About 130 species of birds have been recorded here. In the past golden eagles and griffon vultures lived in Parnitha, while there are reports of foreign travellers from the 19th century for the presence of lammergeiers leaving Parnitha for the slaughterhouses of Piraeus, getting bones to their beaks and returning to the mountain. Today the birds of prey here are short-toed eagles, honey buzzards, common buzzards, sparrowhawks, levant sparrowhawks, peregrines and kestrels. The night predators include eagle owls, tawny owls, little owls and scops owls. Permanent and intense is the presence of coal tits, firecrests and treecreepers in the fir forests. The avifauna is supplemented with species, such as woodcocks, woodpigeons, turtle doves, nightjars, swifts, alpine swifts, hoopoes, crested larks, woodlarks, water pipits, tree pipits, wrens, dunnocks, robins, redstarts, black redstarts, northern wheatears, whinchats, song thrushes, mistle thrushes, fieldfares, ring ouzels, subalpine warblers, goldcrests, spotted flycatchers, pied flycatchers, long-tailed tits, red-backed shrikes, jays, ravens, bramblings, linnets, greenfinches, goldfinches, siskins, serins, hawfinches, crossbills, cirl buntings, rock buntings and Cretzschmar’s buntings.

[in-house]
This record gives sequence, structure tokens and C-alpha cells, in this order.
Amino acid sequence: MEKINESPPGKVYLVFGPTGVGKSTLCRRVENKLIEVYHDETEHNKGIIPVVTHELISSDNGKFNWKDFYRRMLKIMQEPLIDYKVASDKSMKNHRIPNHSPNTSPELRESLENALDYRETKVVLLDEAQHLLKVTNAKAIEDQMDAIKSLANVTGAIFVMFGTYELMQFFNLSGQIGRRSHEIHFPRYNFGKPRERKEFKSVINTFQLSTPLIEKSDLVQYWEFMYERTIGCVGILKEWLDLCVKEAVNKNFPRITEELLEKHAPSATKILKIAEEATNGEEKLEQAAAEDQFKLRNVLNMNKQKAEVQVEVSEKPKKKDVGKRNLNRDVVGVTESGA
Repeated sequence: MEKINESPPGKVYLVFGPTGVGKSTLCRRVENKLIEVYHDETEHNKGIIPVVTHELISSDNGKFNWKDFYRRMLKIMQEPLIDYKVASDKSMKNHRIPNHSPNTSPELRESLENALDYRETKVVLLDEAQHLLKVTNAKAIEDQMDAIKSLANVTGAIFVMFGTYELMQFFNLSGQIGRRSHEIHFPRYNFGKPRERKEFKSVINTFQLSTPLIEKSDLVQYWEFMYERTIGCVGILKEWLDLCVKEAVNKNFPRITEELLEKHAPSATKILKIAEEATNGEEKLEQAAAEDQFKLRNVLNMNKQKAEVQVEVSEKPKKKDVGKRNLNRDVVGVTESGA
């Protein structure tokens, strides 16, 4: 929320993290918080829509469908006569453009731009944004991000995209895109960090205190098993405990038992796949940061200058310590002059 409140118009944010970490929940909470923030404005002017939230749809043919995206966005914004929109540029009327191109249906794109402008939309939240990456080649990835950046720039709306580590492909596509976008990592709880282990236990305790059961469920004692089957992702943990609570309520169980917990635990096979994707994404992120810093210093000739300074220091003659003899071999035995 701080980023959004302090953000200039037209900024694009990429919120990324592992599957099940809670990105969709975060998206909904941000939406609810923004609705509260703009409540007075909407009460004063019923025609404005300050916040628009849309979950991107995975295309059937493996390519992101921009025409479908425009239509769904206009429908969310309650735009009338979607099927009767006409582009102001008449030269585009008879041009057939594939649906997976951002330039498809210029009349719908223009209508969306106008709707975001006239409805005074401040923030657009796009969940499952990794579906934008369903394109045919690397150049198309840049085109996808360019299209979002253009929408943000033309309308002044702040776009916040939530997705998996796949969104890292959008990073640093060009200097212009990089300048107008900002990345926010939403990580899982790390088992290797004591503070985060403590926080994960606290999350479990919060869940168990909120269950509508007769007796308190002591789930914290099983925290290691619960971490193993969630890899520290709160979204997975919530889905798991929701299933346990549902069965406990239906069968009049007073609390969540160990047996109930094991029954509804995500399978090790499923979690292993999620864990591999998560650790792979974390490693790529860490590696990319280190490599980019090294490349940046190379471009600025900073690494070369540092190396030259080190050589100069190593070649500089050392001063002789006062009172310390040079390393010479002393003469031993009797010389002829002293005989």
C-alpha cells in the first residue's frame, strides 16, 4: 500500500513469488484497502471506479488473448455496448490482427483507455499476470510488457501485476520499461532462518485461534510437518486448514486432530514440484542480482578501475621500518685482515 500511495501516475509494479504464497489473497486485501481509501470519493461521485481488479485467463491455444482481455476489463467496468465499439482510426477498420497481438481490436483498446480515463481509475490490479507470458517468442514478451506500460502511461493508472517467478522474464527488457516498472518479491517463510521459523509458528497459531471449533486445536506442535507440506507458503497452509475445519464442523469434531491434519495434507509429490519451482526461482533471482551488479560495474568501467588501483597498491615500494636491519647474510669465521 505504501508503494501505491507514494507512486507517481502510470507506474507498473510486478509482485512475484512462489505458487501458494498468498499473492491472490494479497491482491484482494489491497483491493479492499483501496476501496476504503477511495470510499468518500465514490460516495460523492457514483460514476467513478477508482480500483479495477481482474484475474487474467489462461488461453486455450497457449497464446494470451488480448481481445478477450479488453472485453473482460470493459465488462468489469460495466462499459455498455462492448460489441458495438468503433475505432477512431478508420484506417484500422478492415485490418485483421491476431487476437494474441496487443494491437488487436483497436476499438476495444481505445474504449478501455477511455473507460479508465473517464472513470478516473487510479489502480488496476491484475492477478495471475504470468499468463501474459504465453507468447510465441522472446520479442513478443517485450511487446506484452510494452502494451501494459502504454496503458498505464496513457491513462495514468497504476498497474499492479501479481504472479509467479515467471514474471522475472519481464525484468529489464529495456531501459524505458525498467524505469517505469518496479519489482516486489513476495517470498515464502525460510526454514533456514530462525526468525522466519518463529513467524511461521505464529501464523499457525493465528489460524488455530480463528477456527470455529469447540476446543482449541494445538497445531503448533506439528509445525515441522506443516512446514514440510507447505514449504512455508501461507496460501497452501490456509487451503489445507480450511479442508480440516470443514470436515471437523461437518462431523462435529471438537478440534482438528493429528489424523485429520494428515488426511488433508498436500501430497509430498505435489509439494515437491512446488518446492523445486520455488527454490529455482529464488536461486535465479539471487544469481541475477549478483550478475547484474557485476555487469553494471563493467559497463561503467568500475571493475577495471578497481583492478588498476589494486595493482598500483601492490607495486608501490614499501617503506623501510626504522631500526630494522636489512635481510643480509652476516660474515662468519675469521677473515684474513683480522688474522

From the amphibians here live common toads, green toads and tree frogs. Herpetofauna includes 22 species, like marginated tortoises, Hermann’s tortoises, Kotschy’s geckos, balkan green lizards, common wall lizards, Erhard’s wall lizards, ocellated skinks, balkan whip snakes, Dahl’s whip snakes, leopard snakes, grass snakes and nose-horned vipers. Mammals are represented by 37 species, such as foxes, badgers, wild boars, weasels, beech martens, hedgehogs, hares, common moles and cretan wild goats (Capra aegagrus) introduced here in 1961. Pausanias in “Attica” notes that “...in Parnitha one can hunt wild boar and bears”. Naturalist Heldreich states that in 1862 a balkan lynx was killed in Parnitha. The protagonist of the mountain fauna here is the red deer with about 700 animals, all descendants from the north european red deer race -and not from the Balkan race that lived here - brought by the royal family in the 19th century. Most of them create groups that live in remote areas but many have become quite familiar to the human presence. After the big fire of Parnitha, the habitats of the deers vanished and many began to appear in lowland areas around the suburbs of Athens. Unfortunately their presence in the burned areas is a negative factor for the regeneration of the pine forest. In recent years wolfs had made an impressive reappearance on the mountain, which can only be described as a salvation for the biodiversity. Wolves will eventually bring the overpopulation of deers in correct numbers and the burned areas will be able to “breathe” and reborn.